# Introduction to Trigonometry

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So far we have seen relationships between the **angles** of triangles (e.g. they always sum up to 180°) and relationships between the **sides** of triangles (e.g. Pythagoras). But there is nothing that *connects* the sizes of angles and sides.

For example, if I know the three sides of a triangle, how do I find the size of its angles – without drawing the triangle and measuring them using a protractor? This is where **Trigonometry** comes in!

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Imagine we have a right-angled triangle, and we also know one of the two other angles, **α**. We already know that the longest side is called the **hypotenuse**. The other two are usually called the **adjacent** (which is next to angle **α**) and the **opposite** (which is opposite angle **α**).

Let us look at the below 4 right angle triangles.

Figure 1

Figure 2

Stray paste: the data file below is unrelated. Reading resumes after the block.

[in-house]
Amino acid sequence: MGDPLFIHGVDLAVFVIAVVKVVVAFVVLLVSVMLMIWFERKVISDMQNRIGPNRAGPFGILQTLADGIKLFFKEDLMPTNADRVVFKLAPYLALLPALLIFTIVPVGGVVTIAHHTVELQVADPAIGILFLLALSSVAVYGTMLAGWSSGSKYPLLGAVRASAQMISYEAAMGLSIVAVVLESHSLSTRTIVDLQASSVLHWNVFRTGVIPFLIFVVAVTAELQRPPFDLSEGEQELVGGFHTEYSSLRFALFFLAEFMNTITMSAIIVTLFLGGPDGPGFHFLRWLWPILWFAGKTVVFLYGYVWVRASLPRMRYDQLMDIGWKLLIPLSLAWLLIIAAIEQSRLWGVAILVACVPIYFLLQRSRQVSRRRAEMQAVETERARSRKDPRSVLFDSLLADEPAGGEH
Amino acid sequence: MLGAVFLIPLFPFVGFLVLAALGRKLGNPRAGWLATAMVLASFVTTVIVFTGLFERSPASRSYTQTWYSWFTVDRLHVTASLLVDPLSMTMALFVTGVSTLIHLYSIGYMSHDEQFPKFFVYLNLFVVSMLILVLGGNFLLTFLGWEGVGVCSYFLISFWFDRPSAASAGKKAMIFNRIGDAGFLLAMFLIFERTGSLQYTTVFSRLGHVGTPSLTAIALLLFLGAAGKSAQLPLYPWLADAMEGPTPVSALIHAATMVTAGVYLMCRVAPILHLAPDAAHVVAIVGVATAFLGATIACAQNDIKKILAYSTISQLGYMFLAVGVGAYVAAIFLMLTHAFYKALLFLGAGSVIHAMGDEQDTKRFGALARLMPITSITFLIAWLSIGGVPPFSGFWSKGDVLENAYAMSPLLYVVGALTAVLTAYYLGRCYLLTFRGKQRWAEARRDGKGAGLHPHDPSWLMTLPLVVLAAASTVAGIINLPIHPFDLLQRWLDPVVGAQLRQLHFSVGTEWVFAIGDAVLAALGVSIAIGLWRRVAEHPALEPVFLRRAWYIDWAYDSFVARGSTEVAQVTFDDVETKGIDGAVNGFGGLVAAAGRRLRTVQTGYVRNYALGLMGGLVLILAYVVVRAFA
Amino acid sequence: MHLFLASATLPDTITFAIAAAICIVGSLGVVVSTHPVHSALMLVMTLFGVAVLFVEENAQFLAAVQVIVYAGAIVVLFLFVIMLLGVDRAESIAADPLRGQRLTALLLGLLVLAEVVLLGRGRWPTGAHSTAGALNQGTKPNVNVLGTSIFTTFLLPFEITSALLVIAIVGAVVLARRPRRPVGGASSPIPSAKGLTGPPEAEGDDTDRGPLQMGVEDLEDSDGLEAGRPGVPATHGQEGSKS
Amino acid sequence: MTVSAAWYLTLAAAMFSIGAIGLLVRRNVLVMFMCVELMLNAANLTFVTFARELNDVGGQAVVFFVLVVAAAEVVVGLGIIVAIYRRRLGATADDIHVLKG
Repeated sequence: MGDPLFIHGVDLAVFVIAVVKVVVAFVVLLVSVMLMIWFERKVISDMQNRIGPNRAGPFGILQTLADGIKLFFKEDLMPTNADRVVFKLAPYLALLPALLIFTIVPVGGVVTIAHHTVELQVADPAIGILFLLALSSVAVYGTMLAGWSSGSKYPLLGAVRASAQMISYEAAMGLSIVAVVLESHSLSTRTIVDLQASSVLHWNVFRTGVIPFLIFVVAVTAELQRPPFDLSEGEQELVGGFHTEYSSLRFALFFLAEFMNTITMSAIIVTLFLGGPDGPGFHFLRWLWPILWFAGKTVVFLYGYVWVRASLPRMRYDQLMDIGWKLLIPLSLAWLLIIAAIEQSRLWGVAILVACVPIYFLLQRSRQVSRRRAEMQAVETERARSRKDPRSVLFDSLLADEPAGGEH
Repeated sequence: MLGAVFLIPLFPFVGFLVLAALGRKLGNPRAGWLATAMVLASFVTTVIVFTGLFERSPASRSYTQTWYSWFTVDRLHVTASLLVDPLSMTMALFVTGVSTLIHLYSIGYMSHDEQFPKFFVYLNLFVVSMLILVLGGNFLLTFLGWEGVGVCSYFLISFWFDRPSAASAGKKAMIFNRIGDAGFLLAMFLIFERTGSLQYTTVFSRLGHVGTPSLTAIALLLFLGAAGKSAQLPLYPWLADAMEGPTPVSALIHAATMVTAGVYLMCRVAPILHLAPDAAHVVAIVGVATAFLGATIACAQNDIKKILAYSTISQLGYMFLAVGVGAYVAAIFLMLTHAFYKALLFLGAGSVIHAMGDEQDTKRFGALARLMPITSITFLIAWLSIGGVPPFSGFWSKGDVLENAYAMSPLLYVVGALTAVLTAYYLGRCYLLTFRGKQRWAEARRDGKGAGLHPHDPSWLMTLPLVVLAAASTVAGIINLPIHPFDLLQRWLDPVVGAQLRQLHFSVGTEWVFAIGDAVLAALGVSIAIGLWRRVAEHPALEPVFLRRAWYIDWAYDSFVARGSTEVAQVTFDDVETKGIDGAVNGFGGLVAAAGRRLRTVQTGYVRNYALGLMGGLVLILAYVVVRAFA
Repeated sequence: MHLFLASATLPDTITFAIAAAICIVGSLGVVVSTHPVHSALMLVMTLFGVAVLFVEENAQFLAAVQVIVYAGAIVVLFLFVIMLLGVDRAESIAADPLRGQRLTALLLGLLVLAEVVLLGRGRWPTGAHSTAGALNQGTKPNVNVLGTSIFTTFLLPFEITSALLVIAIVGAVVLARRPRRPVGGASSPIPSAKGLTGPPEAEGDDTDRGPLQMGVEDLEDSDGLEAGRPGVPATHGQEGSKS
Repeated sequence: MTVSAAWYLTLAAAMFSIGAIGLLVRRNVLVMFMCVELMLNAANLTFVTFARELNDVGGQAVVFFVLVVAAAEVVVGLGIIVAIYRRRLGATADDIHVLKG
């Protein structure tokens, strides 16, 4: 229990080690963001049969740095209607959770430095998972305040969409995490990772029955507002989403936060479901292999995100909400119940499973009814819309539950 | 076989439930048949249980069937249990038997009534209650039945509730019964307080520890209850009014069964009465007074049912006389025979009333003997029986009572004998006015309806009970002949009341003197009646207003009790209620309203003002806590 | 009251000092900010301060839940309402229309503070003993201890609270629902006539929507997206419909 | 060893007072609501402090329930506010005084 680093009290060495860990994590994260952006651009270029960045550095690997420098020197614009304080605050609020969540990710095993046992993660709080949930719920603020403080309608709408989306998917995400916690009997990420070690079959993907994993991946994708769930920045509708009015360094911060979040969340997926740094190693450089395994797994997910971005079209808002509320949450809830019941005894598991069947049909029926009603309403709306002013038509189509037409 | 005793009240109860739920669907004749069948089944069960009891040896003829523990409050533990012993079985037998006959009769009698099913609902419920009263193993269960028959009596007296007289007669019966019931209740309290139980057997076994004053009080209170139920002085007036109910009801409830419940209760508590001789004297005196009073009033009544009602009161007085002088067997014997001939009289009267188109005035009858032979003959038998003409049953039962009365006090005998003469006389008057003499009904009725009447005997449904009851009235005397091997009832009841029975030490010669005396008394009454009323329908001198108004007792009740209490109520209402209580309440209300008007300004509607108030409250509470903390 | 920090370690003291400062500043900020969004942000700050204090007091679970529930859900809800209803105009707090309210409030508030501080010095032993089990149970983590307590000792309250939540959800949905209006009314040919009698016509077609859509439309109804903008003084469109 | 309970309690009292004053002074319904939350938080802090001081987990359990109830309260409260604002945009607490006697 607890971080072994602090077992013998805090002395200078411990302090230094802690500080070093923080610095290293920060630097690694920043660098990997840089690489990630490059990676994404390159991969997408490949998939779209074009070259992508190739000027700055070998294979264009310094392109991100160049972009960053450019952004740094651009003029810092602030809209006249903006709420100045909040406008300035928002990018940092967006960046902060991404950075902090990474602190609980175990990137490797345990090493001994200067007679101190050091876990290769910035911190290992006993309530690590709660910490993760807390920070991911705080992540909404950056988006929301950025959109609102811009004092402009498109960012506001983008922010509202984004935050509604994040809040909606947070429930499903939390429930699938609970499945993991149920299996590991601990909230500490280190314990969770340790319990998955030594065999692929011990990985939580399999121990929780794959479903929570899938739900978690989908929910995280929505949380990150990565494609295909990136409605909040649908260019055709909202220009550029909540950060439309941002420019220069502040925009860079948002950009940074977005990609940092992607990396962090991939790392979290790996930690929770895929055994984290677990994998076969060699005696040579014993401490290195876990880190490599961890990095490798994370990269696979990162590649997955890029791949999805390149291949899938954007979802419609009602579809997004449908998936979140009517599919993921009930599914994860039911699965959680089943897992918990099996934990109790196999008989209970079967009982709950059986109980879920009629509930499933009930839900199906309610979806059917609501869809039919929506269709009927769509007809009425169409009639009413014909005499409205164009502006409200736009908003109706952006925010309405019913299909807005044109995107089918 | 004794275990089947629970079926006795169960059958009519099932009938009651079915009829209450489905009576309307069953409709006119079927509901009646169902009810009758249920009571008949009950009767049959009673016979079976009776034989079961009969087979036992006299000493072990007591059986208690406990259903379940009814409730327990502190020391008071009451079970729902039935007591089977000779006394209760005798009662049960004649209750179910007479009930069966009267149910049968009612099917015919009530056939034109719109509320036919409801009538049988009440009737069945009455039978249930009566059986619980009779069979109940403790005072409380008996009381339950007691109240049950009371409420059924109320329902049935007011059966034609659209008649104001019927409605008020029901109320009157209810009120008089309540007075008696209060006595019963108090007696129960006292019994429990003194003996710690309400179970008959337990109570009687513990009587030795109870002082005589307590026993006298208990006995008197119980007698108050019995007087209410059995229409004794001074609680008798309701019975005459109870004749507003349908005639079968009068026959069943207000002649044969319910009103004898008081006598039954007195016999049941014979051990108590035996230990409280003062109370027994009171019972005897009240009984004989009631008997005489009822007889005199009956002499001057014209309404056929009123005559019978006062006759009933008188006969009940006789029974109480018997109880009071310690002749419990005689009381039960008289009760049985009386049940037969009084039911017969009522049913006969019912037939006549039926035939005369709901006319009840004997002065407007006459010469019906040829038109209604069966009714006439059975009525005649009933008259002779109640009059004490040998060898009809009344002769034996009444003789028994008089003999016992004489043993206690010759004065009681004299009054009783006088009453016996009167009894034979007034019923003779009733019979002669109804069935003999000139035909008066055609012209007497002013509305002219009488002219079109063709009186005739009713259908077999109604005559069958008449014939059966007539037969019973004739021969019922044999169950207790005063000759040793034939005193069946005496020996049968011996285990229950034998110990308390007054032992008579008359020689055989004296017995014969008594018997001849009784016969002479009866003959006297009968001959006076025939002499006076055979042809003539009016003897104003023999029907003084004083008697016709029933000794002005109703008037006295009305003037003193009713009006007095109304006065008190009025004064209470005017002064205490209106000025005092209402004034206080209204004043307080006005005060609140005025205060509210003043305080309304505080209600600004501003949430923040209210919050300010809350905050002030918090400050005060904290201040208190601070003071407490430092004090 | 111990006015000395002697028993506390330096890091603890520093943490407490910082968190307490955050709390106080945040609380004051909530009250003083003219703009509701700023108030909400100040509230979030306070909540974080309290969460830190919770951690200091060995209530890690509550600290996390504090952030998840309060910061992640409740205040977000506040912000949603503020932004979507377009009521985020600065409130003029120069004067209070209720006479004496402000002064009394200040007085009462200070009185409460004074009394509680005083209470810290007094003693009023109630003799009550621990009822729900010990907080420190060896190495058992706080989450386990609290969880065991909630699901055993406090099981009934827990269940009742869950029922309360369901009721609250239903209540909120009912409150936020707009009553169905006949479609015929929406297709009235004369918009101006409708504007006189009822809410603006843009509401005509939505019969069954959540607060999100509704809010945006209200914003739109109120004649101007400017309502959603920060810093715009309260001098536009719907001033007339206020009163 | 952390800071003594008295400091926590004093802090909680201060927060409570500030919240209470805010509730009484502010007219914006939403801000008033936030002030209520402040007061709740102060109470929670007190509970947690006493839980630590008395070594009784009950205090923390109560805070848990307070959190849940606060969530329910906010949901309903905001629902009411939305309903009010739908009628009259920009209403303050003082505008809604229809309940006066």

Figure 3

Figure 4

Please fill up the values in the below table based on the images above:

Figure No. | Angle( | Opposite Side | Hypotenuse | |
---|---|---|---|---|

1 | 30 | |||

2 | 30 | |||

3 | 30 | |||

4 | 30 |

Let us conclude from the above values.

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As you can see, though the opposite side and hypotenuse values are changing, as long as **30 ^{o}** the ratio of

**always remains as**opposite side hypotenuse

**or**1 2

**0.5**.

Experiment with different triangles and see if this holds. Experiment to see if the ratio of different sides: (

There are many different triangles that have angles **α** and 90°, but from the AA condition we know that they are all

Let's see some trigonometric ratios.